A lot has happened since 1997, the last time Saints safety Darren Sharper played in the Super Bowl. His QB from that ’97 Packers team has retired twice, thrown two costly NFC Championship picks and done a bunch of a Wrangler jeans ads along the way; James Cameron’s released another movie to rival that year’s mega-box office hit Titanic; and well, there was the “Pants on the Ground” guy. How long ago was 1997? Peyton Manning was a senior at Tennessee, leading the Volunteers’ marching band to “Rocky Top” that year.
But after 12 seasons, six Pro Bowls and what’s evolved into a potential Hall of Fame career, Darren Sharper’s going back to the Super Bowl to get the ring that eluded him during his rookie season. Ranking sixth on the all-time NFL interceptions list, Sharper’s defied the test of time and is having perhaps his most complete season of his storied career at the ripe old age of 34. His older brother Jamie got a Super Bowl ring with the 2000 Ravens. Now, younger brother Darren wants his.
Yet, two bright -eyed youngsters in the Colts receiving corps may be what stands between Sharper and that dream becoming a reality. In second-year man Pierre Garcon and rookie Austin Collie, Indianapolis has two of the league’s brightest young receiving targets, each capable of burning the Saints secondary over the top or underneath. Collie and Garcon combined for 18 catches, 274 yards, and 2 touchdowns against the Jets’ no.1 rated defense in Sunday’s AFC Championship Game. That kind of performance in the Super Bowl would most likely be enough to make Darren Sharper a bridesmaid once again.
Alas, he doesn’t have another 12 years to wait for a third chance at that elusive Super Bowl ring.
X’s and O’s Difference Maker: Saints SS Roman Harper. Like Starsky and Hutch or Tango and Cash, Sharper and Harper (it rhymes!) are one of the great crime-fighting duos of American history. They punish receivers for coming across the middle and make QBs pay for living loosely with errant throws. Though Sharper gets the bulk of the headlines, Harper may end up being the reason his battering mate gets his long-sought Super Bowl ring. Both will need to be at their very best to contain the Colts' many receiving weapons.
4. Antoine Bethea vs. Robert Meachem
The Colts' defense was once all about 2007 NFL Defensive Player of the Year Bob Sanders. With Sanders out for much of the ’09 season, former 2006 sixth-round draft pick Antoine Beathea has emerged as one of the league's biggest and brightest defensive stars. Bethea’s been everywhere for the Colts in ’09 and saved his best for the postseason. In on just about every play against Baltimore in the divisional round and a menace against the Jets on Sunday, the former Howard star’s stepped his already elite game up even higher when the stakes matter most.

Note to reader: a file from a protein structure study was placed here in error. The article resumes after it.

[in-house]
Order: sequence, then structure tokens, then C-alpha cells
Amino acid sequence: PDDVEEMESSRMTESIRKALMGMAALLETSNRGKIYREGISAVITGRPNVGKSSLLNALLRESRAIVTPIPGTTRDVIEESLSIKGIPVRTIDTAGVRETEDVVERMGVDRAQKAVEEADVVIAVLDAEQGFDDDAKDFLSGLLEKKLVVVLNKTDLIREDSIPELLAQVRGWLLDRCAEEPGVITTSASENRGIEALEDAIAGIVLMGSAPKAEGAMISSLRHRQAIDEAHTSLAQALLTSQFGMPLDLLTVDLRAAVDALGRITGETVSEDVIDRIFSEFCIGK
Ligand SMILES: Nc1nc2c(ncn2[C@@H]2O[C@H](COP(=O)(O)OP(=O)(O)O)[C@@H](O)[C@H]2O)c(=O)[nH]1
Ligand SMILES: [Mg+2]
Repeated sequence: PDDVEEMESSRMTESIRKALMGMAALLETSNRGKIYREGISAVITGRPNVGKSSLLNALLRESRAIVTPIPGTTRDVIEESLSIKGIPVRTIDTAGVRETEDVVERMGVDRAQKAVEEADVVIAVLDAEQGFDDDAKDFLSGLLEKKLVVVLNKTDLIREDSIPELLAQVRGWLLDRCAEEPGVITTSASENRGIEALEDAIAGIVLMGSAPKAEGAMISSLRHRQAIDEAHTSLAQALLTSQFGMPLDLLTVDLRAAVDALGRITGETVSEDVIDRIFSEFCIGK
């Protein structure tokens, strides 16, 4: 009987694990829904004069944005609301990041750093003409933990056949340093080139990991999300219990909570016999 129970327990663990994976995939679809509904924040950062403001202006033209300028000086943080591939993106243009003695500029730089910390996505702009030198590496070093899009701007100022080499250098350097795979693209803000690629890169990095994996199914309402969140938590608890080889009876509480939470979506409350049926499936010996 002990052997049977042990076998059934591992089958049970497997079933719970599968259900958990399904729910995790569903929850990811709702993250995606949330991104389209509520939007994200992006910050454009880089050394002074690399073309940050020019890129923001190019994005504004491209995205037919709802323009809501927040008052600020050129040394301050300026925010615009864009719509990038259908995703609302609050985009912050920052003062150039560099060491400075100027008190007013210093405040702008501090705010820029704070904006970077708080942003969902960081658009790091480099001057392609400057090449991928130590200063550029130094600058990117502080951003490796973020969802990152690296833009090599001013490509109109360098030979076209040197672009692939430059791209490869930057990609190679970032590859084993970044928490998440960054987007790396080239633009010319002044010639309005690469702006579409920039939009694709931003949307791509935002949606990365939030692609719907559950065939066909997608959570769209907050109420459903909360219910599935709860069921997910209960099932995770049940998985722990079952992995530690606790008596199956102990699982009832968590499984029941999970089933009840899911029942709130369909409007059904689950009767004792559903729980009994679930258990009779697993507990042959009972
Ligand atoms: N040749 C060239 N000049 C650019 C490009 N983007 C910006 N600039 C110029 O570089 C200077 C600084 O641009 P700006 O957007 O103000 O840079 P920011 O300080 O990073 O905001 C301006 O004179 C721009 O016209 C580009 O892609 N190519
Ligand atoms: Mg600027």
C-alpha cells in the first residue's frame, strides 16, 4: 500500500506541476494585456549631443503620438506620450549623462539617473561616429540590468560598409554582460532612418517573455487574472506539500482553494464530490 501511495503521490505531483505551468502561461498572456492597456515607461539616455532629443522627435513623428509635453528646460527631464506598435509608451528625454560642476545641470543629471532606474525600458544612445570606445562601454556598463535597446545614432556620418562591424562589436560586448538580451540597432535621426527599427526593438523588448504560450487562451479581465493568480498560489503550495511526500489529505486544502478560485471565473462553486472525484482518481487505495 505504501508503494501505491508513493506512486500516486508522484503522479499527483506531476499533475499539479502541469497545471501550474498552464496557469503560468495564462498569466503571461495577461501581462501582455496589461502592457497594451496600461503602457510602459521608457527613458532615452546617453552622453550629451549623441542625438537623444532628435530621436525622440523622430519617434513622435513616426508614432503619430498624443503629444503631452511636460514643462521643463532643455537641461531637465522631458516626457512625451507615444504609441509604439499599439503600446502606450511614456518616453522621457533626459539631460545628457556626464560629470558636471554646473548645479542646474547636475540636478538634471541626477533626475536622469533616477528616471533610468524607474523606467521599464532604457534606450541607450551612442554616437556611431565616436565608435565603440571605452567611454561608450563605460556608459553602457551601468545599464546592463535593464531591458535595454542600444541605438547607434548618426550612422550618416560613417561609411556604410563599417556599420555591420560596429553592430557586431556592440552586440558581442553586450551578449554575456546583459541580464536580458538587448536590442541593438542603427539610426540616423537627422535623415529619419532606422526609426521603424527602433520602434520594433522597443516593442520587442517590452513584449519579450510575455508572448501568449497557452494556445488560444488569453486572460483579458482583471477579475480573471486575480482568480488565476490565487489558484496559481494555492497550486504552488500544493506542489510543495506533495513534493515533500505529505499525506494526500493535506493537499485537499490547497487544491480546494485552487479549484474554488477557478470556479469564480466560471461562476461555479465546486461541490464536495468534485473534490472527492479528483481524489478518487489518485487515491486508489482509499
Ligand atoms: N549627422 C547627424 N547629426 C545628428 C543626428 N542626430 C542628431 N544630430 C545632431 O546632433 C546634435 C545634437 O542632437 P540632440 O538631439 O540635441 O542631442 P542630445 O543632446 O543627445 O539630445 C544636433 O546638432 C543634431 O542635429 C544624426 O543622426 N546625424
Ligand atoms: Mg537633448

For the Saints, meanwhile, wide receiver Robert Meachem -- written off by many as a colossal "bust" after a forgettable zero-catch rookie season -- has emerged as a budding talent. Talk about an ugly duckling. Meachem, a first-round pick in ’07, had 33 more catches in 2009 than he did in his first two years in the league combined. He’s given opposing defensive backfields headaches all season. There's going to be a point in the Super Bowl where it's him versus Bethea. One of the two young stars will come out on top.
X’s and O’s Difference Maker: Saints Head Coach Sean Payton. On roughly 2-3 Saints offensive plays per game, Sean Payton draws something up specifically for Meachem. They usually result in game-breakers. When and how Meachem gets utilized in the Saints passing game will be an intriguing subplot to Super Bowl XLIV. When and how Antoine Bethea tries to blow those plans up will be even more intriguing.
5. Dwight Freeney vs. Jermon Bushrod
After playing in just two games in ’08, Jermon Bushrod has emerged as the Saints' starting left tackle in his third year in the league. In the playoffs thus far, he’s helped keep Drew Brees upright vs. premier pass rushers Jared Allen and Darnell Dockett. The former Towson star’s going to have his hands full against Dwight Freeney. For as fast and physical as Allen and Dockett are, they’re snails compared to No. 93.
Though he’s yet to record a sack in the ’09 playoffs, Freeney’s pressured Joe Flacco and Mark Sanchez into awkward throws and fleeting tosses out of bounds. Fellow linebacker-sized defensive end Robert Mathis has been flying in from the left side. Together, they should be breathing on Drew Brees from the very get go.
X’s and O’s Difference Maker: Saints TE Jeremy Shockey. If Freeney gets going early, don’t be shocked to see Jeremy Shockey -- one of the league’s more underrated blocking tight ends -- brought over to give a little pass rush assistance on the line’s left side.
6. The Ol’ Gunslinger vs. Retirement
Okay ... Maybe this one can wait until February 8.